US Pharm. 2021;46(3):14.
According to a CDC report for 2019, although the overall prevalence of prescription opioid use during pregnancy was 6.6%, patients younger than age 19 years were the most frequent users of these pain relievers (prevalence rate, 9.6%). The rate of opioid use decreased from 7.5% to 6.5% to 5.5% among pregnant patients aged 20 to 24 years, 25 to 34 years, and 35 years and older, respectively. Approximately 68% of pregnant patients taking prescription opioids received counseling from a healthcare provider (HCP) regarding adverse effects of opioid use on the baby, and although HCPs counseled 69.0% to 71.1% of pregnant patients older than age 25 years, a lesser proportion of patients younger than age 25 years received such counseling.
Risk Factors: Educational level appeared to have a relation to opioid use during pregnancy. Pregnant patients with some college education (6.1%) were least likely to use opioids, followed by those who completed or did not complete high school (7.1% and 8.4%, respectively). Prescription-opioid use did not differ between patients who initiated prenatal care during the first or second trimester (6.2% vs. 6.3, respectively). In patients who had behavioral risk factors such as depression (rate of 13.1%) and smoking (rate of 16.2%), the use of prescription opioids during the last 3 months of pregnancy was disproportionately higher than in those who were not depressed (142.6% higher) and did not smoke (174.6% higher).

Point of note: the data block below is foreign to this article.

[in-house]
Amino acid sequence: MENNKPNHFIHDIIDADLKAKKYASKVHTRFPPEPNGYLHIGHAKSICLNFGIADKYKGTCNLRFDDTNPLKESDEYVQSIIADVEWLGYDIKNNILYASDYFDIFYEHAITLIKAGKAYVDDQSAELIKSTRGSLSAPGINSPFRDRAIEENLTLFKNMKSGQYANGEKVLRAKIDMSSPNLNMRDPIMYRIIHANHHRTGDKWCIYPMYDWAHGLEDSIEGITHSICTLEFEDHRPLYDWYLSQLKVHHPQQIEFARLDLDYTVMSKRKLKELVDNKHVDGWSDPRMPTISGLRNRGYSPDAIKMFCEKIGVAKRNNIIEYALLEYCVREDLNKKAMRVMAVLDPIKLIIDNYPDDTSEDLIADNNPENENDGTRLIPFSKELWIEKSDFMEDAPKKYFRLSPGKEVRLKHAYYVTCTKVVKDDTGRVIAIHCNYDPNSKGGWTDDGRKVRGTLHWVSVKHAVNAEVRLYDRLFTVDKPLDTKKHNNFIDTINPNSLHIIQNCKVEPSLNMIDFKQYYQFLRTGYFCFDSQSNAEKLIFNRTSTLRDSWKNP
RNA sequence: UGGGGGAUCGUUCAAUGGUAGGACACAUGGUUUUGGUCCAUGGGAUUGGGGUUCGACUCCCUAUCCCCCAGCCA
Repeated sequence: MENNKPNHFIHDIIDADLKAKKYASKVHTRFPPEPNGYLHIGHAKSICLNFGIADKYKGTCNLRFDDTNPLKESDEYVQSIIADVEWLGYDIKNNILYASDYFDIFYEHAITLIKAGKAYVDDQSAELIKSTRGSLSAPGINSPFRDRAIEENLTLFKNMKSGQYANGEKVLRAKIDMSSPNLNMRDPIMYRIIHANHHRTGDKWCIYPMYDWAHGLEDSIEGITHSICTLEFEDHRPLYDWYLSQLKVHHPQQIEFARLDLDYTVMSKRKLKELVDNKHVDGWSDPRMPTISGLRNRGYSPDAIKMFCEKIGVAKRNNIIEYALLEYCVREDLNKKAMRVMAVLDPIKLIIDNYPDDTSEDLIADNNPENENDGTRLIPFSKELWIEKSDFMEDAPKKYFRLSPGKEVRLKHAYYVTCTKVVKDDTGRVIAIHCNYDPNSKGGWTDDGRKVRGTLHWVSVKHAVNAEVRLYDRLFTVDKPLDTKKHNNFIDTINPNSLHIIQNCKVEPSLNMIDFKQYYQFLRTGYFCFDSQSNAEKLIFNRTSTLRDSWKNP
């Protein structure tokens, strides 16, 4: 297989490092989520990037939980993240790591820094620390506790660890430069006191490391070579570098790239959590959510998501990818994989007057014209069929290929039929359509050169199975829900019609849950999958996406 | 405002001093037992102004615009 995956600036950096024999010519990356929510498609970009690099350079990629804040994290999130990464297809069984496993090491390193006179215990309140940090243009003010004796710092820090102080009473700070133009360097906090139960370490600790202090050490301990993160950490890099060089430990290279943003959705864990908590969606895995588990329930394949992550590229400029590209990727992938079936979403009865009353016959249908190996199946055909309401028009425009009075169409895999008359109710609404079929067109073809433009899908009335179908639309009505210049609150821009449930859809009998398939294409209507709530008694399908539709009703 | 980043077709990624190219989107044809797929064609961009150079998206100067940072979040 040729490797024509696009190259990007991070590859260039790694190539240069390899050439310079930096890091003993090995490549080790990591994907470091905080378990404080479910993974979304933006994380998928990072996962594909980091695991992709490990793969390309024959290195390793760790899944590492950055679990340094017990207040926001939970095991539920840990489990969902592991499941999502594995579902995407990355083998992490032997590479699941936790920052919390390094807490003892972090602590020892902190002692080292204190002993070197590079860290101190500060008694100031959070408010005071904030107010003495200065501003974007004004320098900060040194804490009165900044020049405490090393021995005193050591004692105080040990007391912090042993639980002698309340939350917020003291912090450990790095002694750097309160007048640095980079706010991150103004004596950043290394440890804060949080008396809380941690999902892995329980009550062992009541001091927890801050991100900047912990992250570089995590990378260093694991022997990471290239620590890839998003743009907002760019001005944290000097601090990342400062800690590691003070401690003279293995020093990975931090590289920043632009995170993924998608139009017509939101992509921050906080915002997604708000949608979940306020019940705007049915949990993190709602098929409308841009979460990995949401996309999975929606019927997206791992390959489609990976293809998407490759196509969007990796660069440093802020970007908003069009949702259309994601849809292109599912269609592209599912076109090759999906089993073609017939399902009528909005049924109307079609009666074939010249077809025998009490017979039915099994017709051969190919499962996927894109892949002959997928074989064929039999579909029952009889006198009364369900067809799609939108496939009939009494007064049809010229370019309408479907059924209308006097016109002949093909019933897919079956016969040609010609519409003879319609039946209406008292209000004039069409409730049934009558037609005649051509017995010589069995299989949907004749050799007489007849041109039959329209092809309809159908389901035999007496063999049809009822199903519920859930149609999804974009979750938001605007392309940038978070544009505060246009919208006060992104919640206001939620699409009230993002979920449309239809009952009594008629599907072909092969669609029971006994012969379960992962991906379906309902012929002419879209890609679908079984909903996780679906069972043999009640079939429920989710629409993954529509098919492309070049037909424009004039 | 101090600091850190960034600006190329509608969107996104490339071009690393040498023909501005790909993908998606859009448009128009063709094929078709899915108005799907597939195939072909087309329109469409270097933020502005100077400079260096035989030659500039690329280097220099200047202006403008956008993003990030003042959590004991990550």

Sources of Prescription Opioids: Although HCPs constituted the vast majority (91.3%) of the sources of prescription opioids used during pregnancy, other sources also played a role, including family/friends (1.9%) and leftover pain relievers from an old prescription (5.4%). HCPs who prescribed opioids for use during pregnancy included obstetrician-gynecologists (55.4%), emergency-department physicians (26.0%), primary care physicians (14.9%), and oral-care providers (12.8%).
Reasons for Use During Pregnancy: Use of prescription opioids to relieve pain from an injury, condition, or surgery was most common in patients whose pain began during pregnancy, followed by those whose pain began before pregnancy or during an unstated time frame. The rate of misuse of opioids during pregnancy was 21.2%. Reasons for misuse included help with sleep (7.9%), relaxation or relief of stress (7.7%), help with negative feelings (3.7%), and “being hooked/having to use” (2.4%). About 27% of these patients said that they wanted to stop misusing prescription opioids.
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